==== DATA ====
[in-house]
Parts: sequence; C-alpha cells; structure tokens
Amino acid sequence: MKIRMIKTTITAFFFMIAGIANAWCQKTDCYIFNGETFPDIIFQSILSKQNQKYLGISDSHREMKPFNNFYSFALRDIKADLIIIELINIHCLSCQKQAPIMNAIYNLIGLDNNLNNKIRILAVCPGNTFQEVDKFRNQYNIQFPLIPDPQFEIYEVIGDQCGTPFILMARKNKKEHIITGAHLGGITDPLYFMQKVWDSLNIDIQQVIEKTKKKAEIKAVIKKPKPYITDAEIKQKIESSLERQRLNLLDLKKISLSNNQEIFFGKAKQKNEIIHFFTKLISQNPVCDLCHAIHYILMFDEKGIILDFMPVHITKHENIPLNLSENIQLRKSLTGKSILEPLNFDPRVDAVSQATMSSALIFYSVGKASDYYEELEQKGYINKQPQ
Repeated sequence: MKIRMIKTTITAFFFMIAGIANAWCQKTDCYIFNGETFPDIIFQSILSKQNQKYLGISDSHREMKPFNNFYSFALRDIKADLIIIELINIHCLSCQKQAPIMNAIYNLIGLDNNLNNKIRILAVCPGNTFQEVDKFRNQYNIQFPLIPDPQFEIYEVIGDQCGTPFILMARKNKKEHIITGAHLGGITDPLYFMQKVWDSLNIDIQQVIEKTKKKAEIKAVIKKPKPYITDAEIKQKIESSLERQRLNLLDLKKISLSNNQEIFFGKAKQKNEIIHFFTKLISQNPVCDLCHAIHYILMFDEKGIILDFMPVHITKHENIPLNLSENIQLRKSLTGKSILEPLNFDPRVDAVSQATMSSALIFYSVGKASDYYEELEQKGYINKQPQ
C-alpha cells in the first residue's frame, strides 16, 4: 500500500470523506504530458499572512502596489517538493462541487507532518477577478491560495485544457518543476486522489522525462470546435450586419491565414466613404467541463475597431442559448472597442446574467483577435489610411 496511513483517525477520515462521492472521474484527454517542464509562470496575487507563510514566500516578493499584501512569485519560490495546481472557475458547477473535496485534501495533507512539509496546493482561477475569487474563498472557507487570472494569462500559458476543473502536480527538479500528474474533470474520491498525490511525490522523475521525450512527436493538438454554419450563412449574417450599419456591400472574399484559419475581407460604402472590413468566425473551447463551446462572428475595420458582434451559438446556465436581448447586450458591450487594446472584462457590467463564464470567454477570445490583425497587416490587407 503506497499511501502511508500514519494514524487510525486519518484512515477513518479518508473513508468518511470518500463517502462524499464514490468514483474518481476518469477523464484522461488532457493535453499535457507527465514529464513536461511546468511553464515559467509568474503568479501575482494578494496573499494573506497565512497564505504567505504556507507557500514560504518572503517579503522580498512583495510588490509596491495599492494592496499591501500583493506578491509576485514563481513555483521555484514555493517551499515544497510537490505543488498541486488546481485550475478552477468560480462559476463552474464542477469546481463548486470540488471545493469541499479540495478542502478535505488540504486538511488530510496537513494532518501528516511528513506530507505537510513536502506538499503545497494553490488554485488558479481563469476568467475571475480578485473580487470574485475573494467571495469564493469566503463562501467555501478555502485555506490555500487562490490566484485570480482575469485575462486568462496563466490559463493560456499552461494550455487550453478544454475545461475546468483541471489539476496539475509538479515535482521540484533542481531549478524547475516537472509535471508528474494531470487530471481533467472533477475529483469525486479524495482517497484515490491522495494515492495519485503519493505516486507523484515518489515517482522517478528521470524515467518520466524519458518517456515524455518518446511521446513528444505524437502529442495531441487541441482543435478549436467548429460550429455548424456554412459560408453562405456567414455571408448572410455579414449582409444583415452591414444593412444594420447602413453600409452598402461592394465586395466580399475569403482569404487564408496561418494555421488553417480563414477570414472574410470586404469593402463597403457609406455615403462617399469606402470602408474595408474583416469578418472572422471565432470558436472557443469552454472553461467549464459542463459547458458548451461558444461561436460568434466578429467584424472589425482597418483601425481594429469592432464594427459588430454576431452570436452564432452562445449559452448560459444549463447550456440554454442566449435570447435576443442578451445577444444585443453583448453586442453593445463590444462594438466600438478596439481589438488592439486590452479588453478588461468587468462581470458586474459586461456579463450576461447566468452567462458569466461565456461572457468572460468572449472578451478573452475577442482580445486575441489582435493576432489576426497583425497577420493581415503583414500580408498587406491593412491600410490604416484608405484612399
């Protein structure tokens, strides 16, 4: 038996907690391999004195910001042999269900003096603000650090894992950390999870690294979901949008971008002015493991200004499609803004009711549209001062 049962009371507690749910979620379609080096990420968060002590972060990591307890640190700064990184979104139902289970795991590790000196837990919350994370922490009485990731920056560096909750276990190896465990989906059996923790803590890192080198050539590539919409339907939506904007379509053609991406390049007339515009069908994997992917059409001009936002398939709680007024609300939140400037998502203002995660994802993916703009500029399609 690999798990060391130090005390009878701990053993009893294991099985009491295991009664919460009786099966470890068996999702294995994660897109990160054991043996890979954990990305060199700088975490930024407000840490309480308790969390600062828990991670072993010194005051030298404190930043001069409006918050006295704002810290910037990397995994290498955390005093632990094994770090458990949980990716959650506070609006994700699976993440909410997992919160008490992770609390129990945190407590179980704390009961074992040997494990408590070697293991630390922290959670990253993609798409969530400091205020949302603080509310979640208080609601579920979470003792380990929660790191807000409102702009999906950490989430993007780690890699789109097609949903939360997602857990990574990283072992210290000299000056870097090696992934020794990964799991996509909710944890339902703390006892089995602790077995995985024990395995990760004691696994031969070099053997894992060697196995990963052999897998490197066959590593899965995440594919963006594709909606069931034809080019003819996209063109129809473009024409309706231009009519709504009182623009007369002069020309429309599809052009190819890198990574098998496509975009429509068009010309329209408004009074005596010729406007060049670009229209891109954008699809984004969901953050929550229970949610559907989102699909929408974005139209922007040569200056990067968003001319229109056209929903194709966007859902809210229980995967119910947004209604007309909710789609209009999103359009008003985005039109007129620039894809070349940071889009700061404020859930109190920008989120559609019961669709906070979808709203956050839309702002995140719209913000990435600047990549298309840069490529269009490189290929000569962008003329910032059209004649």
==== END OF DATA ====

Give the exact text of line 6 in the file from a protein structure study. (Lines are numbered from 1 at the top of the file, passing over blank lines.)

């Protein structure tokens, strides 16, 4: 038996907690391999004195910001042999269900003096603000650090894992950390999870690294979901949008971008002015493991200004499609803004009711549209001062 049962009371507690749910979620379609080096990420968060002590972060990591307890640190700064990184979104139902289970795991590790000196837990919350994370922490009485990731920056560096909750276990190896465990989906059996923790803590890192080198050539590539919409339907939506904007379509053609991406390049007339515009069908994997992917059409001009936002398939709680007024609300939140400037998502203002995660994802993916703009500029399609 690999798990060391130090005390009878701990053993009893294991099985009491295991009664919460009786099966470890068996999702294995994660897109990160054991043996890979954990990305060199700088975490930024407000840490309480308790969390600062828990991670072993010194005051030298404190930043001069409006918050006295704002810290910037990397995994290498955390005093632990094994770090458990949980990716959650506070609006994700699976993440909410997992919160008490992770609390129990945190407590179980704390009961074992040997494990408590070697293991630390922290959670990253993609798409969530400091205020949302603080509310979640208080609601579920979470003792380990929660790191807000409102702009999906950490989430993007780690890699789109097609949903939360997602857990990574990283072992210290000299000056870097090696992934020794990964799991996509909710944890339902703390006892089995602790077995995985024990395995990760004691696994031969070099053997894992060697196995990963052999897998490197066959590593899965995440594919963006594709909606069931034809080019003819996209063109129809473009024409309706231009009519709504009182623009007369002069020309429309599809052009190819890198990574098998496509975009429509068009010309329209408004009074005596010729406007060049670009229209891109954008699809984004969901953050929550229970949610559907989102699909929408974005139209922007040569200056990067968003001319229109056209929903194709966007859902809210229980995967119910947004209604007309909710789609209009999103359009008003985005039109007129620039894809070349940071889009700061404020859930109190920008989120559609019961669709906070979808709203956050839309702002995140719209913000990435600047990549298309840069490529269009490189290929000569962008003329910032059209004649």